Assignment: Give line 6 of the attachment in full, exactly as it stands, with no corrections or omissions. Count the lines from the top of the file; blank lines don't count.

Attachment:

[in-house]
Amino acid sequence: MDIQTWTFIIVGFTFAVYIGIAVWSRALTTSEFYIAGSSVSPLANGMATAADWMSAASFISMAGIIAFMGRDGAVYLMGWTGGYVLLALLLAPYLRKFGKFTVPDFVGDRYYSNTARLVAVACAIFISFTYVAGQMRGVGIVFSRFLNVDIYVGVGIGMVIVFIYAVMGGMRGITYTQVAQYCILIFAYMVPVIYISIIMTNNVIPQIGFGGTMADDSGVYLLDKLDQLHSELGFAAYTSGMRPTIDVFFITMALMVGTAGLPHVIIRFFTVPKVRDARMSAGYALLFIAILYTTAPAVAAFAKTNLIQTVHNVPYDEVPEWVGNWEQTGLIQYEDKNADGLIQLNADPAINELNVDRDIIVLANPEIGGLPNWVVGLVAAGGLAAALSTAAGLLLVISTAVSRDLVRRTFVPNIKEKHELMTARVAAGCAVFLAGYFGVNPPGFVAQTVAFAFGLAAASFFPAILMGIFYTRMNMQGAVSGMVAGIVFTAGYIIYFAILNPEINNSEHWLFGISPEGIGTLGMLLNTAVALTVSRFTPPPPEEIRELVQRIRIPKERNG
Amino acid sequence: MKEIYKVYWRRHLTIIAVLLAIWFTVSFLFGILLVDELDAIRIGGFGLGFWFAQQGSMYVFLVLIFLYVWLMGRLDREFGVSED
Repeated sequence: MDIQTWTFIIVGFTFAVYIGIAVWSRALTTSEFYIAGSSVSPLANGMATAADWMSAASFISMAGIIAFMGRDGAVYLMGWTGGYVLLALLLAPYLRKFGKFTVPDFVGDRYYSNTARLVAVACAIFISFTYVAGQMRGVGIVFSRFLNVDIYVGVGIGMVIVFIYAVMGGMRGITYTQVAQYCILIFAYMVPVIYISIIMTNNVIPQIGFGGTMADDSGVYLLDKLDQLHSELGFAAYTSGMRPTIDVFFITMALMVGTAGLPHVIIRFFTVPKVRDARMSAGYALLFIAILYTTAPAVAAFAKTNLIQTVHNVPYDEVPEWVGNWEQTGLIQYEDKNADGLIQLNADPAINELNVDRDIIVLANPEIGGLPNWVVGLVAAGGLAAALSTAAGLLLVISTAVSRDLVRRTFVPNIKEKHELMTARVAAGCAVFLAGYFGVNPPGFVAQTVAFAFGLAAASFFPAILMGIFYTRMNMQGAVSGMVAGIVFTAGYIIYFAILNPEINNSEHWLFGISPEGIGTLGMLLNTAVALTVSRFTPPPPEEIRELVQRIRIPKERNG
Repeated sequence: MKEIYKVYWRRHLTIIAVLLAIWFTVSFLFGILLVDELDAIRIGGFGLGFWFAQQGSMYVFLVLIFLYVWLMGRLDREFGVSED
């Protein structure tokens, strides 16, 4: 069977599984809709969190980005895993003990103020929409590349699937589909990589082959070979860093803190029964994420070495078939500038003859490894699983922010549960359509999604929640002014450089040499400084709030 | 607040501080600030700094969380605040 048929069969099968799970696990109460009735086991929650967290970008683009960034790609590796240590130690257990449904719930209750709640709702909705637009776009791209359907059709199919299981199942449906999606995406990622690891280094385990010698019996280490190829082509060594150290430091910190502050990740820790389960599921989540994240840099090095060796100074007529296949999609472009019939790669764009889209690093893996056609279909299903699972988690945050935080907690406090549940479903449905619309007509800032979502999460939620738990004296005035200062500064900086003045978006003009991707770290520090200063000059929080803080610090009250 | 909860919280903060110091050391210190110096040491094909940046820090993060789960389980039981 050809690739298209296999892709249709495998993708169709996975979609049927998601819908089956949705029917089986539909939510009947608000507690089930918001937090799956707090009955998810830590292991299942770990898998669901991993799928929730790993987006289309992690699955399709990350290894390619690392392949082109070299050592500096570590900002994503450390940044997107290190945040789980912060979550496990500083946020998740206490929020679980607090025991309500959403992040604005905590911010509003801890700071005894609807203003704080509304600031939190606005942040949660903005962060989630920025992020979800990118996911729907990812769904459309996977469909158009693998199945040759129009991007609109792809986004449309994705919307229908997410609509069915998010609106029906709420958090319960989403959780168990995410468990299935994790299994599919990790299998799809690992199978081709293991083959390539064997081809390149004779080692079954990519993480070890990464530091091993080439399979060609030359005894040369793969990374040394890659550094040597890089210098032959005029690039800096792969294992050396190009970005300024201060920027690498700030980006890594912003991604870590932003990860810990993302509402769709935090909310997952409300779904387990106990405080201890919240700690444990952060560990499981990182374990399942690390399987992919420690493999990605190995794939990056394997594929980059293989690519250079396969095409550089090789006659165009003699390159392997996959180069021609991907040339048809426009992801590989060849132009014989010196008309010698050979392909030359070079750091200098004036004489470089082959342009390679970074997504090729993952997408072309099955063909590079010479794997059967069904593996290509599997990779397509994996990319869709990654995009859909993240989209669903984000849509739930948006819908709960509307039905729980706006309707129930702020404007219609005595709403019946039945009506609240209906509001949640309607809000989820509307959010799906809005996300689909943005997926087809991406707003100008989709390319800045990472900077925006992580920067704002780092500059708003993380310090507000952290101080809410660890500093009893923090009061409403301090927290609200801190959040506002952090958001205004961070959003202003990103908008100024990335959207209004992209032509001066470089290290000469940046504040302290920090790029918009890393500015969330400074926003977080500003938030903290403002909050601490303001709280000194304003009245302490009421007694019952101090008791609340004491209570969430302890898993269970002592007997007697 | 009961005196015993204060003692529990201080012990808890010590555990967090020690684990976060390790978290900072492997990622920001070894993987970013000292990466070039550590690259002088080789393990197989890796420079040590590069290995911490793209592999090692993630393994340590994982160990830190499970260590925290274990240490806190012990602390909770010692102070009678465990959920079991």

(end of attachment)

């Protein structure tokens, strides 16, 4: 069977599984809709969190980005895993003990103020929409590349699937589909990589082959070979860093803190029964994420070495078939500038003859490894699983922010549960359509999604929640002014450089040499400084709030 | 607040501080600030700094969380605040 048929069969099968799970696990109460009735086991929650967290970008683009960034790609590796240590130690257990449904719930209750709640709702909705637009776009791209359907059709199919299981199942449906999606995406990622690891280094385990010698019996280490190829082509060594150290430091910190502050990740820790389960599921989540994240840099090095060796100074007529296949999609472009019939790669764009889209690093893996056609279909299903699972988690945050935080907690406090549940479903449905619309007509800032979502999460939620738990004296005035200062500064900086003045978006003009991707770290520090200063000059929080803080610090009250 | 909860919280903060110091050391210190110096040491094909940046820090993060789960389980039981 050809690739298209296999892709249709495998993708169709996975979609049927998601819908089956949705029917089986539909939510009947608000507690089930918001937090799956707090009955998810830590292991299942770990898998669901991993799928929730790993987006289309992690699955399709990350290894390619690392392949082109070299050592500096570590900002994503450390940044997107290190945040789980912060979550496990500083946020998740206490929020679980607090025991309500959403992040604005905590911010509003801890700071005894609807203003704080509304600031939190606005942040949660903005962060989630920025992020979800990118996911729907990812769904459309996977469909158009693998199945040759129009991007609109792809986004449309994705919307229908997410609509069915998010609106029906709420958090319960989403959780168990995410468990299935994790299994599919990790299998799809690992199978081709293991083959390539064997081809390149004779080692079954990519993480070890990464530091091993080439399979060609030359005894040369793969990374040394890659550094040597890089210098032959005029690039800096792969294992050396190009970005300024201060920027690498700030980006890594912003991604870590932003990860810990993302509402769709935090909310997952409300779904387990106990405080201890919240700690444990952060560990499981990182374990399942690390399987992919420690493999990605190995794939990056394997594929980059293989690519250079396969095409550089090789006659165009003699390159392997996959180069021609991907040339048809426009992801590989060849132009014989010196008309010698050979392909030359070079750091200098004036004489470089082959342009390679970074997504090729993952997408072309099955063909590079010479794997059967069904593996290509599997990779397509994996990319869709990654995009859909993240989209669903984000849509739930948006819908709960509307039905729980706006309707129930702020404007219609005595709403019946039945009506609240209906509001949640309607809000989820509307959010799906809005996300689909943005997926087809991406707003100008989709390319800045990472900077925006992580920067704002780092500059708003993380310090507000952290101080809410660890500093009893923090009061409403301090927290609200801190959040506002952090958001205004961070959003202003990103908008100024990335959207209004992209032509001066470089290290000469940046504040302290920090790029918009890393500015969330400074926003977080500003938030903290403002909050601490303001709280000194304003009245302490009421007694019952101090008791609340004491209570969430302890898993269970002592007997007697 | 009961005196015993204060003692529990201080012990808890010590555990967090020690684990976060390790978290900072492997990622920001070894993987970013000292990466070039550590690259002088080789393990197989890796420079040590590069290995911490793209592999090692993630393994340590994982160990830190499970260590925290274990240490806190012990602390909770010692102070009678465990959920079991």